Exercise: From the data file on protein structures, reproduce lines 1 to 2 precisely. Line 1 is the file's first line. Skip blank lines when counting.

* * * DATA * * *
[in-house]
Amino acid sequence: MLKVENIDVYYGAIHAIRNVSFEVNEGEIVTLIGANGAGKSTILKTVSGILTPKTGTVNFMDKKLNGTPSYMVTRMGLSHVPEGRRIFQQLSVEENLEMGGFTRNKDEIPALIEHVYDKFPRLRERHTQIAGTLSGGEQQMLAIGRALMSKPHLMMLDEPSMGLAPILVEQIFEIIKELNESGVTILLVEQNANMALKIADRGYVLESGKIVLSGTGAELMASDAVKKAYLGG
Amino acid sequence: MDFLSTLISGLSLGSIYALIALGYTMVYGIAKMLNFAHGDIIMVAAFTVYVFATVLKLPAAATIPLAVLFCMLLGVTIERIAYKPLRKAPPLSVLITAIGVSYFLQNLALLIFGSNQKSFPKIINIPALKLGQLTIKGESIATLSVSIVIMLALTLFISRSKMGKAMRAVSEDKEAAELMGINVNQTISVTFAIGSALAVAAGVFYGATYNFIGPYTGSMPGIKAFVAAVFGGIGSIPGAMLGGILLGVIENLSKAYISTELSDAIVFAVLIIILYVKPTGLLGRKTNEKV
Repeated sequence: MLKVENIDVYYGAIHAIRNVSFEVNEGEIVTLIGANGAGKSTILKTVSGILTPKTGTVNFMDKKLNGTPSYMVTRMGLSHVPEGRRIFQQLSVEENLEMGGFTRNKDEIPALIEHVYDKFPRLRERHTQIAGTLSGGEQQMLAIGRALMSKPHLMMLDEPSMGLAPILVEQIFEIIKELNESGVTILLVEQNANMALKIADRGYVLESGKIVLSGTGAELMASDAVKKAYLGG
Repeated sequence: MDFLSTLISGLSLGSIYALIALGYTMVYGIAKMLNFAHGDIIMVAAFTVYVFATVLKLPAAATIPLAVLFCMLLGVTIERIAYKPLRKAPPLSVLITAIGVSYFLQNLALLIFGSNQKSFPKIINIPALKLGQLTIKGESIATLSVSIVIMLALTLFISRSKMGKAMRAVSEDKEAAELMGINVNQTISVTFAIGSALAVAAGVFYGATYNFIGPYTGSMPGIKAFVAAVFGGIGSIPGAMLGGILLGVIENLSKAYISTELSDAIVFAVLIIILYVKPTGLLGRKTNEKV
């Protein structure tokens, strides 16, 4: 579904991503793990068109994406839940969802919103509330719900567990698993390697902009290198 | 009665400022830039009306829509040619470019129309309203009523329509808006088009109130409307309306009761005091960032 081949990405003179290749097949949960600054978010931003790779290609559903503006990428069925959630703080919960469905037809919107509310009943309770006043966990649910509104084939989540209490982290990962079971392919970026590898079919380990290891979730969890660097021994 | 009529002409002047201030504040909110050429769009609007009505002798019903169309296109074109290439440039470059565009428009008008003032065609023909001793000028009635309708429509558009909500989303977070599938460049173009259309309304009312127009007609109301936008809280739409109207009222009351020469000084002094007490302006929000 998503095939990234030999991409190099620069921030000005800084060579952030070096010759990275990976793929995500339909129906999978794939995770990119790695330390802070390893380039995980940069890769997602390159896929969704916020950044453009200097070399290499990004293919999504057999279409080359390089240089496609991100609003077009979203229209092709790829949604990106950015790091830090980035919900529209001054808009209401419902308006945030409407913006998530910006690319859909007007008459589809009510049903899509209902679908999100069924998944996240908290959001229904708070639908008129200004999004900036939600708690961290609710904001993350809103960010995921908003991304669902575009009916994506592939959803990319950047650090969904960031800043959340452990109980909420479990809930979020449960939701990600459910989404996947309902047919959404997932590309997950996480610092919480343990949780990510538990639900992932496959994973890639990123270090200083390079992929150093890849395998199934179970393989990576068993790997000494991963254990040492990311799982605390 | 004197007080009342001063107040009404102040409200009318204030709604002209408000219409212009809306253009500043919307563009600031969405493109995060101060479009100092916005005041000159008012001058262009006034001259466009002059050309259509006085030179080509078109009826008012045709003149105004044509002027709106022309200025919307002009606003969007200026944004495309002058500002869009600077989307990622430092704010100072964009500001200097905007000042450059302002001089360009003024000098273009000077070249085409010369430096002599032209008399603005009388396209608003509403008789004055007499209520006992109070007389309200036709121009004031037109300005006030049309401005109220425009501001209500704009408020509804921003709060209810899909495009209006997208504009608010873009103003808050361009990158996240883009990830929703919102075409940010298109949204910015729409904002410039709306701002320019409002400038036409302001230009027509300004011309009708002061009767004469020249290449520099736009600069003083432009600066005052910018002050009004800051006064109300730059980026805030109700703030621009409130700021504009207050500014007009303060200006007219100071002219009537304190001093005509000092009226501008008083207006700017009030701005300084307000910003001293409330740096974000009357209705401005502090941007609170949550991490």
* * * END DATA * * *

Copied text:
[in-house]
Amino acid sequence: MLKVENIDVYYGAIHAIRNVSFEVNEGEIVTLIGANGAGKSTILKTVSGILTPKTGTVNFMDKKLNGTPSYMVTRMGLSHVPEGRRIFQQLSVEENLEMGGFTRNKDEIPALIEHVYDKFPRLRERHTQIAGTLSGGEQQMLAIGRALMSKPHLMMLDEPSMGLAPILVEQIFEIIKELNESGVTILLVEQNANMALKIADRGYVLESGKIVLSGTGAELMASDAVKKAYLGG